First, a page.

I'm starting to think that learning music rivals learning rocket science! And that I ain't doin'
 

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Sounds like you're in the same place I was when I took Calculus. I went to class, the prof introduced himself, and then started speaking in tongues. He continued to do that for a couple of days, and then suddenly, one day, he started speaking English again. He would then speak English until after the first exam, and then he was back into speaking in tongues!

It went that way the whole semester. I got my grade at the end of class, then later saw him at a pub. He actually told me that he spoke English the WHOLE TIME!;););)
 

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Nu2sax, as gary says, there is more than one way to visualize modes. I'll give my standard advice about learning all 12 major scales COLD. If you do that, it will be much easier to derive all the other possible scales and chords, because you can relate them to the major scales. By learning them cold, I mean both get them under your fingers on the horn, and also be able to instantly name each scale degree. Here are some examples of the latter skill:

In the key of E major (Emaj scale): The 3rd is G#, the 7th is D#, the 2nd is F#, the 4th is A, etc.

Fmaj: the 5th is C, the sixth is D, the third is A, etc.

Cmaj: 3rd is E, 7th is B, 2nd is D, etc.

Amaj: 3rd is C#, 6th is F#, 4th is D, etc.

And so on. You want to get where you can instantly name each note on each scale degree in any key. You don't necessarily have to learn it all at once. Start with C major since it's the easiest with no flats or sharps. Then go from there. Now here's the point of all that:

Once you know the major scale degrees in a specific key, you can derive other modes or scales by altering certain scale degrees. So, for example, in the key of C:

To derive a mixolydian scale (or dom 7th "chord scale"), simply flat the 7th. You know the 7th is B, so the flat 7th is Bb. Bingo, you're there.

To derive dorian minor, flat the 3rd & 7th (Eb, Bb).

Aeolian minor, flat the 3rd, 6th, & 7th (Eb, Ab, Bb).

These are just a few examples, but by knowing the major scales, you can derive everything else. When someone starts talking about major or minor, or augmented intervals, you can immediately figure these out in comparison to the major scale.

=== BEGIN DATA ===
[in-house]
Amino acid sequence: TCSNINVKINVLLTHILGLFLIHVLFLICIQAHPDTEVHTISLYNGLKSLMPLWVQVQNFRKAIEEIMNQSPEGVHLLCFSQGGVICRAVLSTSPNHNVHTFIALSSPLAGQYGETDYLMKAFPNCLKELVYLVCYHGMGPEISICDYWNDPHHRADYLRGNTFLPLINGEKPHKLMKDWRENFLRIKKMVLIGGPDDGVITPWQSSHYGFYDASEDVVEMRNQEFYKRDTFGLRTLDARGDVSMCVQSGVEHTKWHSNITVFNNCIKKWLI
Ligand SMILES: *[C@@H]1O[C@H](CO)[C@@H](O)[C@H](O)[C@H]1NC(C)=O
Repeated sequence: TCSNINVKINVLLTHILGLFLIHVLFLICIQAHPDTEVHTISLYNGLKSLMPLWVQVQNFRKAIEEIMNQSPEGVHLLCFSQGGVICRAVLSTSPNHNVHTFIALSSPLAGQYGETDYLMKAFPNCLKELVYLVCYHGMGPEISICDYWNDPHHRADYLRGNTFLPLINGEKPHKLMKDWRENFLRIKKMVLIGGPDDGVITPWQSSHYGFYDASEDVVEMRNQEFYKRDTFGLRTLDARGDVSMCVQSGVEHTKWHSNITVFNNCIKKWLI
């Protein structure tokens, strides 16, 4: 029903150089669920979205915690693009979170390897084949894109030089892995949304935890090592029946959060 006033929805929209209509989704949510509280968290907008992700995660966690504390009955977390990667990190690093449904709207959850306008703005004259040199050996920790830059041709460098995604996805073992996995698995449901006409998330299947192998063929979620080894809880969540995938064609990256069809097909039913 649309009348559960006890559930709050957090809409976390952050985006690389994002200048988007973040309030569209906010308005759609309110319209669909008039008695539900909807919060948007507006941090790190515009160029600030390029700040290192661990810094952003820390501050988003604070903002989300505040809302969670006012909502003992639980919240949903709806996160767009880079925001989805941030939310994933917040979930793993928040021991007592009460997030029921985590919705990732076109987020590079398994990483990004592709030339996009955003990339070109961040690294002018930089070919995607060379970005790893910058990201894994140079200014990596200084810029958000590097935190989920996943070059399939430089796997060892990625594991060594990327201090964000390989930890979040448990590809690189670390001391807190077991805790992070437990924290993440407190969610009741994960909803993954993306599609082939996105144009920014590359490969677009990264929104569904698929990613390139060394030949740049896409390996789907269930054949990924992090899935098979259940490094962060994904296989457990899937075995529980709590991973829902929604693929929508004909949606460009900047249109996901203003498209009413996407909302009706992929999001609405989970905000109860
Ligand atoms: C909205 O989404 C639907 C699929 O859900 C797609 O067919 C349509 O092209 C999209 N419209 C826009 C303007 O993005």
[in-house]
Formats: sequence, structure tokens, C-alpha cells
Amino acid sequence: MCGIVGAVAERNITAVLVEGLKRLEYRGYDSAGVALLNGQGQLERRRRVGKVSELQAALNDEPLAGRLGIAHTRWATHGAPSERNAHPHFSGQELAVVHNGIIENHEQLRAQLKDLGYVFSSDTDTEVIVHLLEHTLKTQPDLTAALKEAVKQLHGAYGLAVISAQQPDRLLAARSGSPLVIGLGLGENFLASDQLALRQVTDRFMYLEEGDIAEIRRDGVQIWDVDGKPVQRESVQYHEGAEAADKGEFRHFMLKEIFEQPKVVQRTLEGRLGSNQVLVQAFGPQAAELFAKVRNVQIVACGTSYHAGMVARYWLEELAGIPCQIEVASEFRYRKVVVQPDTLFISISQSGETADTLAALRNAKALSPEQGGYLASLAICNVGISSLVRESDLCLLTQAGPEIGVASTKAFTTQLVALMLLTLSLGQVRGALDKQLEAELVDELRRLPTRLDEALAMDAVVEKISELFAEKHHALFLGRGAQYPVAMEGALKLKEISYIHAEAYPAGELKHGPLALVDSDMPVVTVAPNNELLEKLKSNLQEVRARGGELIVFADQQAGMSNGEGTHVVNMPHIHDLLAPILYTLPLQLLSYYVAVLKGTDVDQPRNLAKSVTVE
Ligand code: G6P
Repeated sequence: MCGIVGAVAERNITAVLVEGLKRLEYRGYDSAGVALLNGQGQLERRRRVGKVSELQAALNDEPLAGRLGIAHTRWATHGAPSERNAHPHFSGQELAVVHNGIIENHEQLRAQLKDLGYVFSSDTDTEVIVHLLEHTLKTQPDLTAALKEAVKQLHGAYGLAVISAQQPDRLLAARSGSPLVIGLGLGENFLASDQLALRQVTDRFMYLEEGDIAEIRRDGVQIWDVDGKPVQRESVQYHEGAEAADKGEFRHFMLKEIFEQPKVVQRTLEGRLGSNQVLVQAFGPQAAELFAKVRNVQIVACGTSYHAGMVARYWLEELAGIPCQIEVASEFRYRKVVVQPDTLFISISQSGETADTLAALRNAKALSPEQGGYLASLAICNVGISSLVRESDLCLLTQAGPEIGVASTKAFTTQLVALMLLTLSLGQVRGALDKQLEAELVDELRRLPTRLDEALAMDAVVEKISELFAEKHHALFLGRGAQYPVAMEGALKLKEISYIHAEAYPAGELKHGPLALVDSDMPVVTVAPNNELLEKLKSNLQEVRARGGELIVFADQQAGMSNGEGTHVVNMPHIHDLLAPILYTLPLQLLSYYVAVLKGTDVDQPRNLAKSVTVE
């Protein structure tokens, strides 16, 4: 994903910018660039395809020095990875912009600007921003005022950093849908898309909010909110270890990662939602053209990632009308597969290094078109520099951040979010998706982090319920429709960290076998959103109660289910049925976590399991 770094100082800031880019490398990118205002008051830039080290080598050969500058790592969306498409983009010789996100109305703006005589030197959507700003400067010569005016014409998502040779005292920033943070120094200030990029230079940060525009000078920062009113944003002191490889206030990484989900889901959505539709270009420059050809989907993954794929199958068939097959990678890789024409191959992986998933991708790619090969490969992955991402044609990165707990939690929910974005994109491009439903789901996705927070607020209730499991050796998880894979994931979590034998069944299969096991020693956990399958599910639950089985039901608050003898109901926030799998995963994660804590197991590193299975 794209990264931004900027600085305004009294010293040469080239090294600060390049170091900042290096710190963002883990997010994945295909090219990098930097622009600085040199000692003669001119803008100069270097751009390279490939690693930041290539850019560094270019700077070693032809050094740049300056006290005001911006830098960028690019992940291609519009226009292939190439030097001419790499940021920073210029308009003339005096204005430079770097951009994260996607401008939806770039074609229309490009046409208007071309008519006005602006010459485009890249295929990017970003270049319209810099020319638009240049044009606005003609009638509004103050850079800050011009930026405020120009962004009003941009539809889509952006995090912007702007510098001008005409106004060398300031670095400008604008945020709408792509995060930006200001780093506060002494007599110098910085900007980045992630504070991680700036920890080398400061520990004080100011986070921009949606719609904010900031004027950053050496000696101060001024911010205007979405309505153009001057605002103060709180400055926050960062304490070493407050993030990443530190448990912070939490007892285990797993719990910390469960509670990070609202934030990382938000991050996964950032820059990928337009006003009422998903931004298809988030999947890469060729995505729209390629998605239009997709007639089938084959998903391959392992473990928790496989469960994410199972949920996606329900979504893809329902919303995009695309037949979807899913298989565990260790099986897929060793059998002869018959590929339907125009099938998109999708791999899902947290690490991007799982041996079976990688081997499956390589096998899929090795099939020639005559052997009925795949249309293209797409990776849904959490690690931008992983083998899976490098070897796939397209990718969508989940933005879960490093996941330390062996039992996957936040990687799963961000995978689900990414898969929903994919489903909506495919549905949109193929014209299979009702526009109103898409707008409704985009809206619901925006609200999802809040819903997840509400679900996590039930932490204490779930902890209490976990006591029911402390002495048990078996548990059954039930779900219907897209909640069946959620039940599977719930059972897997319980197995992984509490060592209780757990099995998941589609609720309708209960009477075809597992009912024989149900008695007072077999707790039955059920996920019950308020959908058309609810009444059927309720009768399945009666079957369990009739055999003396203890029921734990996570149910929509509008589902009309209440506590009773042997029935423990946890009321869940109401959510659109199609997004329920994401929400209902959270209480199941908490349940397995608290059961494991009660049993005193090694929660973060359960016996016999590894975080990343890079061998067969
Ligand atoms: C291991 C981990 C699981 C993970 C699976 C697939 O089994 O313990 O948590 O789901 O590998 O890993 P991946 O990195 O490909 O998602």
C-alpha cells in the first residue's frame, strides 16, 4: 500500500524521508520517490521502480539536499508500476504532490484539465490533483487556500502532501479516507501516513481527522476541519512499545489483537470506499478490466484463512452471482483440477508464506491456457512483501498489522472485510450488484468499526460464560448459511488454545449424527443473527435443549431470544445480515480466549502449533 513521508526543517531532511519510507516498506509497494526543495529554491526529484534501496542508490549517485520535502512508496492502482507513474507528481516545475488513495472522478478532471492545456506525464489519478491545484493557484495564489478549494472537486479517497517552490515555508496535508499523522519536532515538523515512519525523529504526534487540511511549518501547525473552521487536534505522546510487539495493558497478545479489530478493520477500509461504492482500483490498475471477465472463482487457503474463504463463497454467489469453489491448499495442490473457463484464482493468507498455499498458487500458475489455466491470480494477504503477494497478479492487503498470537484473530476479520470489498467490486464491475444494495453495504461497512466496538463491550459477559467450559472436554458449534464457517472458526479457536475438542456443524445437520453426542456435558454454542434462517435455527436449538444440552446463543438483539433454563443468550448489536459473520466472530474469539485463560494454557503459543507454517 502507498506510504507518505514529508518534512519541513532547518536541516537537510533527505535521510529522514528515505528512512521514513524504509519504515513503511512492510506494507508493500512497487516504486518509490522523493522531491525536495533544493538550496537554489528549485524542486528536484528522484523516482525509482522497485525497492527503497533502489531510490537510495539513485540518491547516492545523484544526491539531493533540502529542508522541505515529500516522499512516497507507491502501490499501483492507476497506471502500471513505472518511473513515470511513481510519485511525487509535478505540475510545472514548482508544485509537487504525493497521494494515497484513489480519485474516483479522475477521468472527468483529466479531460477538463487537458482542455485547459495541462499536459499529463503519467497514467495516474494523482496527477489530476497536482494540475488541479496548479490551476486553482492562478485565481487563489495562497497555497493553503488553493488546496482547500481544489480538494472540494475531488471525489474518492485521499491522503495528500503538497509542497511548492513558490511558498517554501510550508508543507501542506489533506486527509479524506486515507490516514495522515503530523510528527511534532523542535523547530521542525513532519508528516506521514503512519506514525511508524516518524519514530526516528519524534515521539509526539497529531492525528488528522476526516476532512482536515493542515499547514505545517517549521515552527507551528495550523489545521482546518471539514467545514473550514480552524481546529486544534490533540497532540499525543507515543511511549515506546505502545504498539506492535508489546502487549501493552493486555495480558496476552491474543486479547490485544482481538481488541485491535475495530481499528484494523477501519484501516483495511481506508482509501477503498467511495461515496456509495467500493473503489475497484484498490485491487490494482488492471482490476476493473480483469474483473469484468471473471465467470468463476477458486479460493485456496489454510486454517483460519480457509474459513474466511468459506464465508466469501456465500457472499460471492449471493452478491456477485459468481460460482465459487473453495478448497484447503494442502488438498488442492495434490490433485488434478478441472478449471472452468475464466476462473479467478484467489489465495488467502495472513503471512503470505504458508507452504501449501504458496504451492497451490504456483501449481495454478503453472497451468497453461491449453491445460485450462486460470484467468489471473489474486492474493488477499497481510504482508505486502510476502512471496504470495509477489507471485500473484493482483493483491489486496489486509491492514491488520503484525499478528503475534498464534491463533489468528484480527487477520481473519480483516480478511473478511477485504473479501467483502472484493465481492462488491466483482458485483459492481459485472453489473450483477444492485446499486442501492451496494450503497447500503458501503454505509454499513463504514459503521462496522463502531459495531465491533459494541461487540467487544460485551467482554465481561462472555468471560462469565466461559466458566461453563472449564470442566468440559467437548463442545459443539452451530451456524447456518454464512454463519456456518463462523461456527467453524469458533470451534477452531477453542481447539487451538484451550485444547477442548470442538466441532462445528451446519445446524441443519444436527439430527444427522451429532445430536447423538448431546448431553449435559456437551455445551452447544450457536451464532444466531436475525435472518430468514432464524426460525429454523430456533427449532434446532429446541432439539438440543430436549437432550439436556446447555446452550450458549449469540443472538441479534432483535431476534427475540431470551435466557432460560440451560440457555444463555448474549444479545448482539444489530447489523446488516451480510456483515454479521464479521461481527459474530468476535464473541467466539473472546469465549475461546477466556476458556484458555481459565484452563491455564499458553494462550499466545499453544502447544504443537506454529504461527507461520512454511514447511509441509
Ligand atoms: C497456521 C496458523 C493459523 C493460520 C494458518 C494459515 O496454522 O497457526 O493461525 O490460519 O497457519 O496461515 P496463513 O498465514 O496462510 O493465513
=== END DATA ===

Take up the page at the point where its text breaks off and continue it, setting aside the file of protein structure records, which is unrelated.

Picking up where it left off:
This is not the only approach, but I think it's a good one to start with.
 

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Discussion Starter · #15 ·
hakukani said:
Sounds like you're in the same place I was when I took Calculus. I went to class, the prof introduced himself, and then started speaking in tongues. He continued to do that for a couple of days, and then suddenly, one day, he started speaking English again. He would then speak English until after the first exam, and then he was back into speaking in tongues!

It went that way the whole semester. I got my grade at the end of class, then later saw him at a pub. He actually told me that he spoke English the WHOLE TIME!;););)

OUCH! That must be how MY students feel about me! Now I have much more sympathy for them! Yeah! English please! Stop speaking in - un - modes. A should ALWAYS come before B not after G.


JL, well, I am memorizing my major and minor scales and the tone positions (i ii iii, etc), so I guess I'm on the right track. I realized that if I didn't know those and have them "under my fingers" I was going nowhere.

I'll use the suggestions you all have made. And beat my own students up less for the humbling experience. I can hear their sighs of relief already.

Thanks all, as always.
 

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This is most of what I was taught about using modes for jazz improvisation.

1st-Ionian
~Played over Major 7 chords, Major 9 chords, Major 11 chords, or Major 13 chords
~WWHWWWH
2nd-Dorian
~Can be Played over minor 7 chords, minor 9 chords, minor 11 Chords, or minor 13 Chords
~WHWWWHW

~Flat 3rd, Flat 7th (If compared to roots Major scale)
3rd-Phrygian
~Played over suspended 7th chords, flat 9 chords, sharp 9 chords, or flat 13 chords
~HWWWHWW
~Flat 2nd, Flat 3rd, Flat 6th, Flat 7th (If compared to roots Major scale)
4th-Lydian
~Played over Major 7, Major 9, sharp 11, or Major 13 chords
~WWWHWWH
~Sharp 4th (If compared to roots Major scale)
5th-MixoLydian
~Played over Dominant 7, Dominant 9, Dominant 11, or Dominant 13 chords
~WWHWWHW

~Flat 7th (If compared to roots Major scale)
6th-Aeolian a.k.a. Natural Minor
~Can be Played over minor 7, minor 9, minor 11, or minor 13 chords
~WHWWHWW
~Flat 3rd, Flat 6th, Flat 7th (If compared to roots Major scale)
7th-Locrian
~Can be Played over minor 7, flat 5, flat 9, minor 11, or flat 13 chords
~HWWHWWW
~Flat 2nd, Flat 3rd, Flat 4th, Flat 5th, Flat 6th, Flat 7th (If compared to roots Major scale)


I put the Dorian and Mixolydian scales in Italics because those are (correct me if I'm wrong) the scales used most in improvisation. Guys, add on if I left anything out.